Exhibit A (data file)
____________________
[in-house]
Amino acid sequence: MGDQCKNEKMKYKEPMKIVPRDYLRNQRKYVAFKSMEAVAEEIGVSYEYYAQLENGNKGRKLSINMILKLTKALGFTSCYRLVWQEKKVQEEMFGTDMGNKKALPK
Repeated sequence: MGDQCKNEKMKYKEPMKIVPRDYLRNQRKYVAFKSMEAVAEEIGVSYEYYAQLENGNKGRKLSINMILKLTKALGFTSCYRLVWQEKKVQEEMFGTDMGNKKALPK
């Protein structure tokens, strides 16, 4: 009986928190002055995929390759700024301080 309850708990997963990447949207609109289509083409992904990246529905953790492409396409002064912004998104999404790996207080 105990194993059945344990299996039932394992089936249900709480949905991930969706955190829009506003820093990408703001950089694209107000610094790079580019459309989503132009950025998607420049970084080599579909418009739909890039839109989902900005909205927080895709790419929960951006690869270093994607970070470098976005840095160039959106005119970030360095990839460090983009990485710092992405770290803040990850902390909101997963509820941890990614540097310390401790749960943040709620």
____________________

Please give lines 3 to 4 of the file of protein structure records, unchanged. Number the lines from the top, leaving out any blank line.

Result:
Repeated sequence: MGDQCKNEKMKYKEPMKIVPRDYLRNQRKYVAFKSMEAVAEEIGVSYEYYAQLENGNKGRKLSINMILKLTKALGFTSCYRLVWQEKKVQEEMFGTDMGNKKALPK
């Protein structure tokens, strides 16, 4: 009986928190002055995929390759700024301080 309850708990997963990447949207609109289509083409992904990246529905953790492409396409002064912004998104999404790996207080 105990194993059945344990299996039932394992089936249900709480949905991930969706955190829009506003820093990408703001950089694209107000610094790079580019459309989503132009950025998607420049970084080599579909418009739909890039839109989902900005909205927080895709790419929960951006690869270093994607970070470098976005840095160039959106005119970030360095990839460090983009990485710092992405770290803040990850902390909101997963509820941890990614540097310390401790749960943040709620």